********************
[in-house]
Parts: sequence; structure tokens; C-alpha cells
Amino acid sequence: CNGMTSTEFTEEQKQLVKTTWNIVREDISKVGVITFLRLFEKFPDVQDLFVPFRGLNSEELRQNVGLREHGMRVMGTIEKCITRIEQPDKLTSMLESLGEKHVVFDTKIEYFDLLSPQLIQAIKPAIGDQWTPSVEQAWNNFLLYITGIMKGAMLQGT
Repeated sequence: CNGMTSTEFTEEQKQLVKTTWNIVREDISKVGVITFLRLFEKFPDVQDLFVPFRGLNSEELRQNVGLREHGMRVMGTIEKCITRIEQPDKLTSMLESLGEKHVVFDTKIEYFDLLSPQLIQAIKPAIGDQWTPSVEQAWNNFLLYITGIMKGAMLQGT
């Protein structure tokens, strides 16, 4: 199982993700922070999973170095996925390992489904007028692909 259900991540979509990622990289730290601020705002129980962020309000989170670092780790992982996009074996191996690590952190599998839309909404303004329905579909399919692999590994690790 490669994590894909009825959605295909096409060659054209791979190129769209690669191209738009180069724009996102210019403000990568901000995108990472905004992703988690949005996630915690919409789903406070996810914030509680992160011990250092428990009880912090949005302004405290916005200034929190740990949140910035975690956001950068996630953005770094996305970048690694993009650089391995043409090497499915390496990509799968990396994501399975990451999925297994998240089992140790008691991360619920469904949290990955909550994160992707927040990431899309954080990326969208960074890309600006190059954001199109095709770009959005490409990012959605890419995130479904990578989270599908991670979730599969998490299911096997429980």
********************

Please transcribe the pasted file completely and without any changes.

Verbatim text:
[in-house]
Parts: sequence; structure tokens; C-alpha cells
Amino acid sequence: CNGMTSTEFTEEQKQLVKTTWNIVREDISKVGVITFLRLFEKFPDVQDLFVPFRGLNSEELRQNVGLREHGMRVMGTIEKCITRIEQPDKLTSMLESLGEKHVVFDTKIEYFDLLSPQLIQAIKPAIGDQWTPSVEQAWNNFLLYITGIMKGAMLQGT
Repeated sequence: CNGMTSTEFTEEQKQLVKTTWNIVREDISKVGVITFLRLFEKFPDVQDLFVPFRGLNSEELRQNVGLREHGMRVMGTIEKCITRIEQPDKLTSMLESLGEKHVVFDTKIEYFDLLSPQLIQAIKPAIGDQWTPSVEQAWNNFLLYITGIMKGAMLQGT
């Protein structure tokens, strides 16, 4: 199982993700922070999973170095996925390992489904007028692909 259900991540979509990622990289730290601020705002129980962020309000989170670092780790992982996009074996191996690590952190599998839309909404303004329905579909399919692999590994690790 490669994590894909009825959605295909096409060659054209791979190129769209690669191209738009180069724009996102210019403000990568901000995108990472905004992703988690949005996630915690919409789903406070996810914030509680992160011990250092428990009880912090949005302004405290916005200034929190740990949140910035975690956001950068996630953005770094996305970048690694993009650089391995043409090497499915390496990509799968990396994501399975990451999925297994998240089992140790008691991360619920469904949290990955909550994160992707927040990431899309954080990326969208960074890309600006190059954001199109095709770009959005490409990012959605890419995130479904990578989270599908991670979730599969998490299911096997429980």